24-25 February 2014
The Australian Museum
Microbiology is undergoing a revolution bought about by advances in next-generation DNA sequencing technology. Researchers are now required to understand an array of bioinformatics principles and tools to interpret the vast amounts of data being generated. Presented by leading Australian researchers, TOAST is a 2-day event aimed at postgraduate students and early career postdocs providing in-depth tutorials encompassing concepts and software available to molecular microbiologists and microbial ecologists including:
Deep sequencing of secondary meta-metabolomes: A preliminary screening tool for determining natural product diversity
Increasingly, natural product isolation strategies are circumventing culture-dependent methods for the isolation secondary metabolite genes directly from the environment. Many of these isolation strategies are undertaken with little knowledge of an environment's specific secondary metabolite potential. Next-generation sequencing technology was used to determine the diversity of non-ribosomal peptide synthetase (NRPS) and polyketide synthase (PKS) genes within multiple environments to a depth previously not reported. A multiplexing strategy was used to amplify thousands of ketosynthase and amino acid condensation domain sequences from over thirty different environments. Sequences were differentiated according to function and taxonomic origin, as well as their distribution within distinct environments. Similar patterns of NRPS and PKS occurrence were observed between functionally similar but geographically distinct environments. Furthermore, increases in microbial diversity between environments did not influence the occurrence of these genes. It is expected that this approach will be applied to any environment enabling for the tailoring of culture-dependent and culture-independent strategies for the isolation of novel natural products.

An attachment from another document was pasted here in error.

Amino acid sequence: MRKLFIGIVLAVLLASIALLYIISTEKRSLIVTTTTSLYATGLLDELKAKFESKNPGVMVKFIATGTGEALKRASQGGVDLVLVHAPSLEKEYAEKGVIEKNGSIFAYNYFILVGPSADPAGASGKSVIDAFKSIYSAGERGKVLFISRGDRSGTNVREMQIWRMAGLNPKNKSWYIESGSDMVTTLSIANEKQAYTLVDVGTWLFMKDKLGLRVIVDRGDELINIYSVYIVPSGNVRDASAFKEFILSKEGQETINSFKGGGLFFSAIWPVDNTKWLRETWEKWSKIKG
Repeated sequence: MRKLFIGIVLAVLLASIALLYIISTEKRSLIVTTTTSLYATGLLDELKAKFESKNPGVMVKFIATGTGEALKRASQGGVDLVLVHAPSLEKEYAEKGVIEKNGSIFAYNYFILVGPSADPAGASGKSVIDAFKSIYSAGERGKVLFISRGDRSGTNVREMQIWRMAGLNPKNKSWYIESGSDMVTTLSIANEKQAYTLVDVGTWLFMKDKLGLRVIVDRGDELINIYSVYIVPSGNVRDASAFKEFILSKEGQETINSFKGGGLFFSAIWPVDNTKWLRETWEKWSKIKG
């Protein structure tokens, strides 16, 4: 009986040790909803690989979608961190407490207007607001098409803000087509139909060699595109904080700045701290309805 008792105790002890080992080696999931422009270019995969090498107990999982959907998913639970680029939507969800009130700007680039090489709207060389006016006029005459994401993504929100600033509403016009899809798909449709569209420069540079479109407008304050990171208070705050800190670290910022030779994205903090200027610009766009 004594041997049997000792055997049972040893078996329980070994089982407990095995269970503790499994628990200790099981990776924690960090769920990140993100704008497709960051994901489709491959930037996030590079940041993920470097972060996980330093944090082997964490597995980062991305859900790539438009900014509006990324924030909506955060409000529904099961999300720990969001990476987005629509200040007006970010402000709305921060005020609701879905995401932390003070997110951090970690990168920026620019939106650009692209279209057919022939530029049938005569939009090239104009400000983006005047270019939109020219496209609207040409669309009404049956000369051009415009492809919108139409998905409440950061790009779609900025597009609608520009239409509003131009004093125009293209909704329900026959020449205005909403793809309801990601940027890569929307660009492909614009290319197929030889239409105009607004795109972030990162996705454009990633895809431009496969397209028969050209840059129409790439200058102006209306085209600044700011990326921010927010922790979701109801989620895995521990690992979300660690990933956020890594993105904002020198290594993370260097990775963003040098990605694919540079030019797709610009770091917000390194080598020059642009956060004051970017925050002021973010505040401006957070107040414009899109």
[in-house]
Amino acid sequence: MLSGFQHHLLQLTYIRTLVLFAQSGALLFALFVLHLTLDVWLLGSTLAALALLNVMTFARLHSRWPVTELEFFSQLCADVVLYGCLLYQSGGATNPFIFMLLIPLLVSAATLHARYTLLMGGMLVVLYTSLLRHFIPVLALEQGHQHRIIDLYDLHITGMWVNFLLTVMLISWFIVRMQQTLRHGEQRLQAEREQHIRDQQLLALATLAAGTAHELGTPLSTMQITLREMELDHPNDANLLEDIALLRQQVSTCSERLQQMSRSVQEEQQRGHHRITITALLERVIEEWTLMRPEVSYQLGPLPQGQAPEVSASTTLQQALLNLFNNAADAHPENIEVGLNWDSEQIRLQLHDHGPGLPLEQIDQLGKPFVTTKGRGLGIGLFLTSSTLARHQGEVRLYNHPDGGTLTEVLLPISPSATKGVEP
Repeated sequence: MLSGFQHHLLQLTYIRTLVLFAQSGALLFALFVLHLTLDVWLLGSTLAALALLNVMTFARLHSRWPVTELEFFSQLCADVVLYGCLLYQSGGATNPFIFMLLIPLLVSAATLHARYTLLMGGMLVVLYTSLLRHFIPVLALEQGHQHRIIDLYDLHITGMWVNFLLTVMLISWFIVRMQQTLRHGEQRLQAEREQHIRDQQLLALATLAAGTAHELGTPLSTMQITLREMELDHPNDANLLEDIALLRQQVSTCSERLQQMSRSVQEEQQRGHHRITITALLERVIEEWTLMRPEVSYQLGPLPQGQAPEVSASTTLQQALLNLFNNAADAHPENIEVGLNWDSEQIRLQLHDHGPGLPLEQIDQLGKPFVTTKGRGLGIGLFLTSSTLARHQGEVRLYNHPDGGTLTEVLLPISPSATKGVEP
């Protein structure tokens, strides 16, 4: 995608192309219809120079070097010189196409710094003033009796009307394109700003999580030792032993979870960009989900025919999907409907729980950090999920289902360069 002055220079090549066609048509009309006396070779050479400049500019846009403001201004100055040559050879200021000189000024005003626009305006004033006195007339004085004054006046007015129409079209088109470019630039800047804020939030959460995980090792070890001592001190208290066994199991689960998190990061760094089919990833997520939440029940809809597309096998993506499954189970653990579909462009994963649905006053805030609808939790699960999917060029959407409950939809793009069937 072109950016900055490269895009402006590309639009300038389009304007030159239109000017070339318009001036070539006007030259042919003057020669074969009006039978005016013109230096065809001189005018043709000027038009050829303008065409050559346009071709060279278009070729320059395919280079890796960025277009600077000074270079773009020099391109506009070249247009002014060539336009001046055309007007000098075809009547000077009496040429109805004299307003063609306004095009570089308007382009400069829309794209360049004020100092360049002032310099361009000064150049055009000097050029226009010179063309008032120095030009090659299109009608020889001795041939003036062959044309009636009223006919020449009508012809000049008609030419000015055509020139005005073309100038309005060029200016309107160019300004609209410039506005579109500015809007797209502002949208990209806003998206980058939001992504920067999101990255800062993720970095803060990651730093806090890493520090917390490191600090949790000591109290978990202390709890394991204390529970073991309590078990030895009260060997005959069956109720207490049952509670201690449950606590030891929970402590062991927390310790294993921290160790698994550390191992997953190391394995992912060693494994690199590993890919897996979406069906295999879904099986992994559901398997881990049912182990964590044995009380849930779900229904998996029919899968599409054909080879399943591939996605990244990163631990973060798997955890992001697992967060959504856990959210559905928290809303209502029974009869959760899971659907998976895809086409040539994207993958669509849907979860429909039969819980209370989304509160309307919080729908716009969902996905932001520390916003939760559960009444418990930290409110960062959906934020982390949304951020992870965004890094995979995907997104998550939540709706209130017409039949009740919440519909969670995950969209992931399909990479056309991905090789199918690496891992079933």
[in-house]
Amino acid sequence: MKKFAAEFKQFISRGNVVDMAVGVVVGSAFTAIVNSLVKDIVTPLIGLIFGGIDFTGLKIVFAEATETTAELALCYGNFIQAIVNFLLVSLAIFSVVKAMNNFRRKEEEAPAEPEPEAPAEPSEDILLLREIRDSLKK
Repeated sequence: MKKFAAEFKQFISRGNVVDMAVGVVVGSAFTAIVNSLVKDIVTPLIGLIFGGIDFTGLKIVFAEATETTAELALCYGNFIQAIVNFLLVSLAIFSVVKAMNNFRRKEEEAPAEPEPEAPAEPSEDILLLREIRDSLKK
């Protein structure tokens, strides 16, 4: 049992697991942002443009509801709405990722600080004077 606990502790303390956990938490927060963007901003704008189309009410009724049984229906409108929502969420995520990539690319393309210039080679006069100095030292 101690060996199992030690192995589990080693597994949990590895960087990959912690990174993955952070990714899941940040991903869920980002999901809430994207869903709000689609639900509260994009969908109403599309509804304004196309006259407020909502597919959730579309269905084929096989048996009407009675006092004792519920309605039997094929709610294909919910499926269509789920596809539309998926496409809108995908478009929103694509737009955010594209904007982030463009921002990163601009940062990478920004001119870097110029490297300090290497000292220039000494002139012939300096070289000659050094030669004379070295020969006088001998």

Metagenomic insights into microbial community control: From the global to the microscale.
The recent application of next-generation DNA sequencing tools has provided a wealth of new information about the diversity of microbial life, however the ecological factors which determine spatial patterns in prokaryotic gene abundance remain elusive. Using metagenomics and high-throughput sequencing of taxonomic marker genes, we have demonstrated shifts in microbial taxonomy and function along a salinity and nutrient gradient in the Coorong lagoon, South Australia. Functionally, genes showing the greatest response to physiochemical variability are related to salinity tolerance and photosynthesis. Taxonomically, Cyanobacteria and Archaea showed the greatest shifts in abundance along the gradient. Despite this variability however, the overall signature of metagenomic profiles remained remarkably conserved between sampling sites, and when compared to metagenomes from diverse habitats clustered with diverse sediment and soil habitats, regardless of salinity. This data indicates that the substrate type of the sample, fluid or porous, is a fundamental determinant of patterns in microbial community function globally, regardless of local chemical conditions. Whilst microbial community structure is determined on varying global and local scales, as demonstrated by the above data, the behaviour of microorganisms is determined on the microscale, with individual cells responding to gradients in specific nutrients in a patchy ecosystem. Using novel in situ sampling devices, and next-generation DNA sequencing techniques, our future work will focus on describing the microscale interactions between cells and nutrients in the ocean and how this relationship relates to ocean scale biogeochemical processes within the Carbon, Nitrogen and Sulfur cycles.